Also because the staggering prevents bunching, the strip 30 may accomodate different sizes of bundles of wires 36, as shown in FIG. 6, and also accomodate different size diameter wiring conduit 38, as shown in FIG. 2. The protruberences extend into the convolutions of the wiring conduit 38 as shown in FIG. 2 to securely grip the conduit. To further accomodate the different size bundles of wires 36 or different size diameter wiring conduit 38, the protruberences in alternate rows may be shorter in height. Specifically, as shown in FIGS. 3 and 4, the protruberences in the rows 34 are shorter than the protruberences in the rows 32.
It is to be appreciated that the protruberences extending from the strip of resilient material 30 forming the resilient lining may have different configurations than that shown in FIGS. 3 and 4. For example, the protruberences in a single row may have different sizes. Alternately, the protruberences may have a pseudo-random pattern of different size protruberences as shown in FIG. 5, where there is a pseudo-random pattern of a first size protruberences 38 interspersed with a pseudo-random pattern of second size protruberences 40 and further interspersed with a pseudo-random pattern of a third size protruberences 42. The different size protruberences in the pseudo-random pattern provides for the resilient lining retaining and securely gripping bundles of cables of different sizes or wiring conduit of different size diameter. As shown in FIG. 5, the pseudo-random pattern provides staggering between protruberences so as to prevent bunching which would tend to reduce the amount of gripping.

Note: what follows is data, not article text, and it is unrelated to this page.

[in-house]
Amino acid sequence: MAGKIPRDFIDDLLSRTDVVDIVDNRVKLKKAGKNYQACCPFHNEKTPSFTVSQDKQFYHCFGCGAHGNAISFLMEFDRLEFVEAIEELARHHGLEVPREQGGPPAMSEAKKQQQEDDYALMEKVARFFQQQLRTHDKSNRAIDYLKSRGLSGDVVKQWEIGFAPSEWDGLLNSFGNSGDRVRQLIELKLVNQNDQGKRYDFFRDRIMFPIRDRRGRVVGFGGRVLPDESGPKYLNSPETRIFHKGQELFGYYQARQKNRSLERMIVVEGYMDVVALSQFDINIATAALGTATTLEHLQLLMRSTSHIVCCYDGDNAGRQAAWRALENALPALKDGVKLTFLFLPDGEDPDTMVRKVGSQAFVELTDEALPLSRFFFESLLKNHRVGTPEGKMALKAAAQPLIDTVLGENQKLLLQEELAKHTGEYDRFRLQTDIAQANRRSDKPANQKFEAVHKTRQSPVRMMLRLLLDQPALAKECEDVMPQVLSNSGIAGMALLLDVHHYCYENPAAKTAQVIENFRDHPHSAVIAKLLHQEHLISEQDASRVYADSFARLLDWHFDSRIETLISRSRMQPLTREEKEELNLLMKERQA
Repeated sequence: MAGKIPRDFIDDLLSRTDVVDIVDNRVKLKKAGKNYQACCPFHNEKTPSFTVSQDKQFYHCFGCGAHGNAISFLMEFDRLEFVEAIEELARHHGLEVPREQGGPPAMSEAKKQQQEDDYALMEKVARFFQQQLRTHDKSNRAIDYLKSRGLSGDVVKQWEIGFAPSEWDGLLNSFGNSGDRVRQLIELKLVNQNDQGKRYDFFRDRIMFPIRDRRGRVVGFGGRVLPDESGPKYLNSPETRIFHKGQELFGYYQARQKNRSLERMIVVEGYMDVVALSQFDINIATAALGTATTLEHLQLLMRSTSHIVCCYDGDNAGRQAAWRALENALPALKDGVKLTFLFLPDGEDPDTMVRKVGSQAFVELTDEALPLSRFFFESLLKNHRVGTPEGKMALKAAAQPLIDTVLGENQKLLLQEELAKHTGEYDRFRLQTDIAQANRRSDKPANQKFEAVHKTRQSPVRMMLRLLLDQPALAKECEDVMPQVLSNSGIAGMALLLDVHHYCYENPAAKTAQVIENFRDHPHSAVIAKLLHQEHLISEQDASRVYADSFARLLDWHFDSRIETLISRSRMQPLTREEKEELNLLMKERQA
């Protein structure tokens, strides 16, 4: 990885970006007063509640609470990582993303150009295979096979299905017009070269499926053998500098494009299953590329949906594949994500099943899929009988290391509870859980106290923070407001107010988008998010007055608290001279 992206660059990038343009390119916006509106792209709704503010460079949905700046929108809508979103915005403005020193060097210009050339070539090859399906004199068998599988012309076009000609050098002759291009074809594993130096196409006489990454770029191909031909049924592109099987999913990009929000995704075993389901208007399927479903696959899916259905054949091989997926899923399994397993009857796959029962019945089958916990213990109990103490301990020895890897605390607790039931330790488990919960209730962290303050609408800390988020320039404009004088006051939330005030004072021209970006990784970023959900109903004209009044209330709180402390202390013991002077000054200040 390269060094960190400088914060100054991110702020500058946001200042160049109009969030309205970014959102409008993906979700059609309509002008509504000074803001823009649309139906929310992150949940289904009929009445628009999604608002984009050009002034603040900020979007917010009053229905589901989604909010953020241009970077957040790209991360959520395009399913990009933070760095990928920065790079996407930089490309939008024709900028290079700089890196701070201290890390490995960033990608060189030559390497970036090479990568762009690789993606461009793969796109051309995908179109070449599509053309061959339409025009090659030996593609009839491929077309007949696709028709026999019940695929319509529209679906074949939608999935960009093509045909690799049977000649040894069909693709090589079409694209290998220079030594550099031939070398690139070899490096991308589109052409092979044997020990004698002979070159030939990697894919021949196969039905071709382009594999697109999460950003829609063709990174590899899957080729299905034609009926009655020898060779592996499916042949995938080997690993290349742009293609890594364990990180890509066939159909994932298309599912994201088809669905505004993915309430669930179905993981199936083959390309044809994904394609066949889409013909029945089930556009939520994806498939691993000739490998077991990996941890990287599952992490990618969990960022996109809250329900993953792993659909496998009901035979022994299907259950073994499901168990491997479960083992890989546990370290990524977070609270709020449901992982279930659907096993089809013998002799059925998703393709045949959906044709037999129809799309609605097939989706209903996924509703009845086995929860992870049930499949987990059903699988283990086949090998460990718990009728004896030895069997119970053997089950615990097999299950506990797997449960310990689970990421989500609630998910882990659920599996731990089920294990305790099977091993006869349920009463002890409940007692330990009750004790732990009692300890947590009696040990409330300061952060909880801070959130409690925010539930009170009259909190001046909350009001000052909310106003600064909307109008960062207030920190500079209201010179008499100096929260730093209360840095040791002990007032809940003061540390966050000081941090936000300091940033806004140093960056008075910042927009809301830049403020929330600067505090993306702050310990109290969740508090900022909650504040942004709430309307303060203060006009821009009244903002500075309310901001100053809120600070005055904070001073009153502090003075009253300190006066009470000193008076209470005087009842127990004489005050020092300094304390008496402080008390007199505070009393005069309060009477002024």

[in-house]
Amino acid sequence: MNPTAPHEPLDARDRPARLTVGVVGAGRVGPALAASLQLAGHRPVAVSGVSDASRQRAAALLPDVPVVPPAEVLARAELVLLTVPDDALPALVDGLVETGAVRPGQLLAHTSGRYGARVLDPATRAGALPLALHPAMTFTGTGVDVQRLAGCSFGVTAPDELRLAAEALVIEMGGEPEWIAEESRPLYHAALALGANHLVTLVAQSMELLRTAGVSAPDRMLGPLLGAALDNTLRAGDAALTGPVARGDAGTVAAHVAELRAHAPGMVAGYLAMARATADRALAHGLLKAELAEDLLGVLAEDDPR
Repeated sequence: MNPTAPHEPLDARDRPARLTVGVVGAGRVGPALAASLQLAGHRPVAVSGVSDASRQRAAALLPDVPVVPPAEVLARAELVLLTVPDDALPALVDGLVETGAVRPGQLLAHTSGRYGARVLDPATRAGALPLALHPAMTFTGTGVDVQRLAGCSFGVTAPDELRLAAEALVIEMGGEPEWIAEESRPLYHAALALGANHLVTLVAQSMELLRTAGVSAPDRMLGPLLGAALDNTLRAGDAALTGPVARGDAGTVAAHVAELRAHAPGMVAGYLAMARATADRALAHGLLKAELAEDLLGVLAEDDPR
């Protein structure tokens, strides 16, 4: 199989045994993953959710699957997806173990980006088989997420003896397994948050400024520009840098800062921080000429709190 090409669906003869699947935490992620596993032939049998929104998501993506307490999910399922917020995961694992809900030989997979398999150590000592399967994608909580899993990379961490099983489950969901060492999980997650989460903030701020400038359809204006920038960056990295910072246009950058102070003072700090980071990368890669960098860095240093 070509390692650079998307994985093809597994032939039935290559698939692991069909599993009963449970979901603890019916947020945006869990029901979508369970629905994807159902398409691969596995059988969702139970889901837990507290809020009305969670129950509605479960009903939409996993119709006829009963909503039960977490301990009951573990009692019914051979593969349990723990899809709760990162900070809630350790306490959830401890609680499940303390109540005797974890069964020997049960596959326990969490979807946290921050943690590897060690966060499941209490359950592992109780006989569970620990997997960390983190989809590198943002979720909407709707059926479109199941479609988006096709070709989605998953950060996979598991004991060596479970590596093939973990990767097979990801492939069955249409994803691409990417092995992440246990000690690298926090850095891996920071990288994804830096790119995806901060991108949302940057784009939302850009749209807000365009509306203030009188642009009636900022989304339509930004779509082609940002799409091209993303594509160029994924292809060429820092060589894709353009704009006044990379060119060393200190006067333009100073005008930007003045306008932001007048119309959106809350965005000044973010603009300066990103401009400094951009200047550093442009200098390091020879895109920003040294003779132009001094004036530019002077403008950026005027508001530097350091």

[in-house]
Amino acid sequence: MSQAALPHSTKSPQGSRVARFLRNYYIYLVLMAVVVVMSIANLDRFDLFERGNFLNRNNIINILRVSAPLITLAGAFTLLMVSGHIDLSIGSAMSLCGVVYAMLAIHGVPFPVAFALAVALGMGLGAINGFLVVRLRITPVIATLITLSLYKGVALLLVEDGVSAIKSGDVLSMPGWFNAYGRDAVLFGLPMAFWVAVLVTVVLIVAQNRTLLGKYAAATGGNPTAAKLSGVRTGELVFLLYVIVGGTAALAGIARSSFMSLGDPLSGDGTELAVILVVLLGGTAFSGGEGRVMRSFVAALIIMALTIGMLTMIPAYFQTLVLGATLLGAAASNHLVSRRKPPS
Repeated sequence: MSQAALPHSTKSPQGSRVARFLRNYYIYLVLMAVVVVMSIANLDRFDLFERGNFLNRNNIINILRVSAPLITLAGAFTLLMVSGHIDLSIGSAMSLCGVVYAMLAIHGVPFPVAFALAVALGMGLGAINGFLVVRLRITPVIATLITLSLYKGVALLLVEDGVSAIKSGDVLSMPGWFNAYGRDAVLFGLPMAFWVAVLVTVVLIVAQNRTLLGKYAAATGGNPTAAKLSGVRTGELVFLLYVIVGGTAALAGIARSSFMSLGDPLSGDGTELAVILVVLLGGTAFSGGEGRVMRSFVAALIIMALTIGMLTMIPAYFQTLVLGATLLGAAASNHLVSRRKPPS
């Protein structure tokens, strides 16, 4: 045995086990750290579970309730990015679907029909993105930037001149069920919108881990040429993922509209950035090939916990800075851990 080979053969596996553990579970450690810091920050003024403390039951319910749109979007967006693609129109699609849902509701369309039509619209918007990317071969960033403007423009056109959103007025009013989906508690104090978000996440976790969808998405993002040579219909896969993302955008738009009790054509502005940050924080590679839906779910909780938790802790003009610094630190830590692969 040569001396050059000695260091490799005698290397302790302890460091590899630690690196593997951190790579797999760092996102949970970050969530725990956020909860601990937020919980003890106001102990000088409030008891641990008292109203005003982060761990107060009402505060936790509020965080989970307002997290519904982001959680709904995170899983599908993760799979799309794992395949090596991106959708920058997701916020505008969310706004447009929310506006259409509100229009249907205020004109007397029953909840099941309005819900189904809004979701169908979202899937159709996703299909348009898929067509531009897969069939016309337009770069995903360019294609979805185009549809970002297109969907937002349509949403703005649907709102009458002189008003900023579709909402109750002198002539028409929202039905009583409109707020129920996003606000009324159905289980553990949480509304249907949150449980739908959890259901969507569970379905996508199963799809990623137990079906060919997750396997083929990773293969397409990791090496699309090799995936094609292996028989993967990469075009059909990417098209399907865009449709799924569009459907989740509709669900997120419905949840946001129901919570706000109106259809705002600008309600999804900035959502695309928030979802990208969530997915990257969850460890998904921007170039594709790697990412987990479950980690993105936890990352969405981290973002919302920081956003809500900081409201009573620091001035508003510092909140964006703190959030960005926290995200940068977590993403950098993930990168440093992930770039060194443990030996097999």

The present invention, therefore, provides for a clamp device including an improved resilient lining whereas the resilient lining is formed by a strip of soft, rubber-like resilient material and includes a plurality of integrally molded, needle-like protruberences extending toward the center of the loop and with these protruberences staggered relative to each other across the width of the lining to eliminate bunching between adjacent protruberences and with the protruberences having different heights relative to each other to accomodate different size bundles of wires and different diameter wiring conduit.
Although the invention has been described with reference to particular embodiments, it is to be appreciated that various adaptations and modifications may be made and the invention is only to be limited by the appended claims.
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|U.S. Classification||248/74.3, 24/DIG.22, 24/16.0PB|
|Cooperative Classification||Y10T24/1498, Y10S24/22, F16L3/1233, F16L55/035|
|European Classification||F16L55/035, F16L3/123B|
|Apr 2, 1982||AS||Assignment|
Owner name: TA MFG INC 375 W ARDEN AVE GLENDALE CA 91203 A COR
Free format text: ASSIGNMENT OF ASSIGNORS INTEREST.;ASSIGNOR:BYERLY, ROBERT M.;REEL/FRAME:003984/0955
Effective date: 19820323
Owner name: TA MFG., INC., CALIFORNIA
Free format text: ASSIGNMENT OF ASSIGNORS INTEREST;ASSIGNOR:BYERLY, ROBERT M.;REEL/FRAME:003984/0955
Effective date: 19820323
|May 27, 1987||FPAY||Fee payment|
Year of fee payment: 4
|Apr 12, 1991||AS||Assignment|
Owner name: CONTINENTAL BANK N.A., 231 SOUTH LASALLE STREET, C
Free format text: SECURITY INTEREST;ASSIGNOR:TA MFG., INC.;REEL/FRAME:005689/0006
Effective date: 19910217
|Jul 22, 1991||FPAY||Fee payment|
Year of fee payment: 8
|Nov 3, 1992||AS||Assignment|
Owner name: TA MFG. CO., F/K/A TA MFG. INC., CALIFORNIA
Free format text: RELEASED BY SECURED PARTY;ASSIGNOR:CONTINENTAL BANK N.A.;REEL/FRAME:006312/0948
Effective date: 19921015
|Oct 11, 1995||FPAY||Fee payment|
Year of fee payment: 12